TURKISH PRESS REVIEW ON JUNE 29

Turkish newspapers on Monday focus on the country’s National Security Council meeting regarding the conflict in Syria

TURKISH PRESS REVIEW ON JUNE 29

World Bulletin / News Desk 

Monday’s newspapers mainly focused on the National Security Council meeting in Turkey, the first since the June 7 parliamentary elections.

“Lebanese model is on the table,” was VATAN’s headline, reporting that a National Security Council meeting, which would mainly focus on a possible “operation into Syria”, would be held on Monday.

The daily claimed that creating a buffer zone in Syria’s northern border district Jarabulus - a sensitive area for Turkey - similar to the Israeli one in Lebanon would be on the meeting’s agenda.

The newspaper also said that Turkey’s foreign minister Mevlut Cavusoglu would make a statement about a possible operation into Syria after the National Security Council meeting.

“Ready for any contingency,” was HABERTURK’s headline, quoting Prime Minister Ahmet Davutoglu.

“If we ever reach to a conclusion that Turkey's borders are under any threat, our country is ready for any contingency,” the daily quoted Davutoglu.

But HURRIYET claimed that the chance for an operation into Syria was remote; instead, the country would interfere with its Firtina (storm in English) cannons, if necessary.

In the past few weeks, Turkey has been witnessing massive inflow of Syrian refugees from Tal Abyad and nearby areas as people have fled clashes between Daesh and YPG fighters.

YPG, or the Syrian-Kurdish People’s Defense Units, is the armed wing of the pro-Kurdish Syrian Democratic Union Party, or PYD, which Turkey has designated as a terror organization.

The Syrian border city was captured on June 15 by the YPG with the help of U.S.-led coalition airstrikes in northeastern Syria to push back Daesh forces.

Turkish dailies also covered news about the closure of Greek banks after the announcement that a referendum would take place to accept or reject bailout terms proposed by its European creditors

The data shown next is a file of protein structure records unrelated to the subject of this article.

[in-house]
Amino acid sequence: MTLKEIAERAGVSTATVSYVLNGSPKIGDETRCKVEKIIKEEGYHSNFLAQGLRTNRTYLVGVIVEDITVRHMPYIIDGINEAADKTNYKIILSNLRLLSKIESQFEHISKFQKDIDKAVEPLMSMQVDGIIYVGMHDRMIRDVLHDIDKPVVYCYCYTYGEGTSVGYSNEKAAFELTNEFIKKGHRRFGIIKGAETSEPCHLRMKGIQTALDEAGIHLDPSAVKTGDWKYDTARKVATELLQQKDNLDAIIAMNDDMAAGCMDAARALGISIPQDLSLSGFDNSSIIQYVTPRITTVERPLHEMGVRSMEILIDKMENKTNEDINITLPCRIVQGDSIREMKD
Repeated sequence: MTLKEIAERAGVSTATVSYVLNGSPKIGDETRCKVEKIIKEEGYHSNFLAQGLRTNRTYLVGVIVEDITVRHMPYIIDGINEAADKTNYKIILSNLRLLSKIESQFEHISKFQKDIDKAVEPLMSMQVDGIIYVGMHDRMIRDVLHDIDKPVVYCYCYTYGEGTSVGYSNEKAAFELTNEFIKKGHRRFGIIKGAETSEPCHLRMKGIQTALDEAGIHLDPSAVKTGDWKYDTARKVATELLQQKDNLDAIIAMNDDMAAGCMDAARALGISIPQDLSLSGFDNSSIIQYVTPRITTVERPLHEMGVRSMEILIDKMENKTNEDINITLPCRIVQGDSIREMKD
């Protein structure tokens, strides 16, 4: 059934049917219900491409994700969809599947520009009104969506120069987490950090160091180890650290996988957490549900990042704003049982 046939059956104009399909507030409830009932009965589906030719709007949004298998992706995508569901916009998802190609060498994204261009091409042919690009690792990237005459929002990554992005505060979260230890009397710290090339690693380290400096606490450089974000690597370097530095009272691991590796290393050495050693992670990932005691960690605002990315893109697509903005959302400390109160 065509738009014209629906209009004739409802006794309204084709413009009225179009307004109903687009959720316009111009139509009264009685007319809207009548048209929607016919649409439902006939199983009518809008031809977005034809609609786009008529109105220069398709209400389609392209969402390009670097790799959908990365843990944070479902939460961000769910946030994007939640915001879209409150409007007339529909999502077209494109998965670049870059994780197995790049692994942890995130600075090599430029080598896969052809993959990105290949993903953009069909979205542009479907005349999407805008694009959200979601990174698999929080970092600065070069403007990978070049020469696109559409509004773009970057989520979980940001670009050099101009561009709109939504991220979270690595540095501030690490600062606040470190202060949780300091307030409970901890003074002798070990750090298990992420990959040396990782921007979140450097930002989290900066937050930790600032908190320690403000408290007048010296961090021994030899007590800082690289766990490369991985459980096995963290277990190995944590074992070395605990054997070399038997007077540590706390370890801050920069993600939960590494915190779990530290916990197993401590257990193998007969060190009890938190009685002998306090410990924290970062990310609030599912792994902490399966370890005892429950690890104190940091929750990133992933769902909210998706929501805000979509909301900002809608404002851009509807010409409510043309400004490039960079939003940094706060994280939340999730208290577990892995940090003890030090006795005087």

SABAH reported that all Greek banks would remain closed until July 6, the day after a referendum to accept or reject bailout terms proposed by the creditors.

Greece is expected to default on Tuesday on its $2 billion in obligations to the International Monetary Fund (IMF). Should default be declared, Greece will no longer be eligible for aid from the IMF.

“Black Monday in Greece,” was CUMHURIYET’s headline, while YENISAFAK wrote “Greece collapsed”.

VATAN chose to react to a comment made by Greek Defense Minister Panos Kammenos who was addressing the possibility of defense budget cuts during the referendum talks in parliament.

Kammenos said that such a deduction would leave Greece defenseless against Turkey.

“Don’t exaggerate,” was VATAN’s headline.

Although tension between two historically hostile nations has subsided over the last decade, there are still disputes, namely with regards to the island of Cyprus which is split into Turkish and Greek parts.

In other news, dailies also focused on the Turkish riot police intervention on a gay pride parade with tear gas and water cannons in central Istanbul.

“Rainbow fear,” was CUMHURIYET’s headline, reporting that the governorate did not allow the parade on the grounds that it was the Muslim holy month of Ramadan.

The newspaper also featured photographs of French consul-general to Istanbul Muriel Domenach, and her British and American counterpart Leigh Turner and Charles Hunter attending the Pride march.

CUMHURIYET also featured a picture from the London pride in which an attendee kissing a smiling police officer.

“Stirring march,” was MILLIYET’s headline with regards to the Istanbul parade while HURRIYET wrote “tear gas and water”.

HURRIYET also reported that the event, which had been organized peacefully in Istanbul for the last 12 years, had been banned this year by the governorate.

Güncelleme Tarihi: 29 Haziran 2015, 12:51
YORUM EKLE